"I Be Buyin' Shit"  (I kinda like that one)

"New Additions"  (boring)

"What I've Bought Recently"  (terrible)

So, apparently my titling talent just isn't present today.  No matter; we're going forward with "Collectioning," which is stupid, but is also evocative in a curious way.  Or maybe not.  Either way, we're stuck with it now.

And now, a tasteless motivational poster:


Anyways, to the point: having recently had one of those lovely months that brings three paychecks instead of the standard two, I found myself with some spending money, and I put most of it to use bulking up my Stephen King and James Bond collections, both of which were feeling a bit as though they had lagged behind.  We won't concern ourselves here with the James Bond collectioning, but I wanted to share some of the King-related items I've picked up.  A plot to make you jealous?  Not intentionally; just an excuse to put a blog post out today.

Friday, September 14, 2012

Bryant Has Issues #18

It's comics time again.  And it was a weak week, so we're gonna polish this one off quick and hope for better times some other day.

I've had it with these lying-ass comic-book covers.

Thursday, September 13, 2012

News from the Kingdom: September 13, 2012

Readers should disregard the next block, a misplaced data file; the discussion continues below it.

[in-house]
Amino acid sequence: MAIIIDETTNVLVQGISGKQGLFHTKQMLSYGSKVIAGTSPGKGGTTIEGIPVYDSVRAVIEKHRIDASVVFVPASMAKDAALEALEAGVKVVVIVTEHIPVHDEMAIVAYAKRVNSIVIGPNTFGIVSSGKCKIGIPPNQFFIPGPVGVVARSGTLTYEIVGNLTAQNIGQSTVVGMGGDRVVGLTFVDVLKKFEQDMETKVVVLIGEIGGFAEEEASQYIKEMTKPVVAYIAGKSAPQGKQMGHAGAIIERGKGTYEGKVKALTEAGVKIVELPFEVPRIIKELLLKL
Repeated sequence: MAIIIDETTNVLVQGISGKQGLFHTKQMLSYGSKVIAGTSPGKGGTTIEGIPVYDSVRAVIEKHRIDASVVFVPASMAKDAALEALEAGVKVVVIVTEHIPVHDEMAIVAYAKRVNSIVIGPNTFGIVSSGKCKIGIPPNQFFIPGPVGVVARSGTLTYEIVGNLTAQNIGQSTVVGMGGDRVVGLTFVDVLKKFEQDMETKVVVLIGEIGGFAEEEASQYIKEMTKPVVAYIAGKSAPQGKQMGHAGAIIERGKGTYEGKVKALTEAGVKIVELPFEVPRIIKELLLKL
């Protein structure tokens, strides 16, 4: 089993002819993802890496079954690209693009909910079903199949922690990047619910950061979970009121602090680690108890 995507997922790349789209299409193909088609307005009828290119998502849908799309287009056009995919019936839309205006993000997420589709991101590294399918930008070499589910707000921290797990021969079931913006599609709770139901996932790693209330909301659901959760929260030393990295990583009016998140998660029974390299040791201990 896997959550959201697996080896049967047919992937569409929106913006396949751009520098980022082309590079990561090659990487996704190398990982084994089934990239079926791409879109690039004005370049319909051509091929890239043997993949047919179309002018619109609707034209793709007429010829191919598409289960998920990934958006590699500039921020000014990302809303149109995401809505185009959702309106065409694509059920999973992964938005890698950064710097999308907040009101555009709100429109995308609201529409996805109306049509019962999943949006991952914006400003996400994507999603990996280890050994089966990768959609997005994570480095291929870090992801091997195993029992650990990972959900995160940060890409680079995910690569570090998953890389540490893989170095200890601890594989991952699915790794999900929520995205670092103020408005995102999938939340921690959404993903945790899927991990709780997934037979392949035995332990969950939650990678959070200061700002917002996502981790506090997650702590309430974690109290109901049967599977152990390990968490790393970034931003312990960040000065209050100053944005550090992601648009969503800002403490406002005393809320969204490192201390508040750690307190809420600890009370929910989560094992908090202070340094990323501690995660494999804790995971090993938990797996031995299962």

Hoo-whee!  I've got about an hour to write this column; let's see if it's possible to do it that quickly!

Know who that is?  That's Darcy Anderson.  By which I mean it's Joan Allen, who has been signed to play Darcy in the upcoming film adaptation of A Good Marriage.

Tuesday, September 11, 2012

A Review of "Bethany's Sin" [by Robert McCammon]

When I read my way through Robert McCammon's books in the late-eighties/early-nineties high-school period during which I was discovering a love for horror fiction, Bethany's Sin was probably my least favorite of the bunch.  It just didn't grab me, for whatever reason.

I was a bit apprehensive, then, about revisiting it; but I was also curious to see how it would stack up against my memory of it, because there have been a few instances in which I've returned to a novel I disliked in high school, only to find in adulthood that it suited me just fine.  Stephen King's Cujo and The Tommyknockers and Gerald's Game are probably the best examples, but you can also put Fahrenheit 451 and To Kill a Mockingbird and A Separate Peace on that list.

Hey, what can I say; sometimes, younger me got things wrong.  Younger me also thought Diamonds Are Forever was a good movie, so what did he know?

In any case, I thought there might be a chance that I would have a better experience with Bethany's Sin these many years later, and hey, whattaya know: I did.

Sort of.

I mention this up front because I realize before having even written it that a great deal of this review is going to end up being negative, and I don't want to give the impression that I didn't enjoy rereading the novel.  I did enjoy rereading it.  In fact, I read the last half of it practically in one sitting, while staying up late as ... well, late as sin doing laundry one night.  I'd hear the dryer stop and think, "Gosh, I'd better go get those shirts out before they wrinkle," and I'd keep going for a page or two more because I simply didn't want to stop reading.  I only vaguely remembered what happened, and I wanted to bring those dim memories into focus.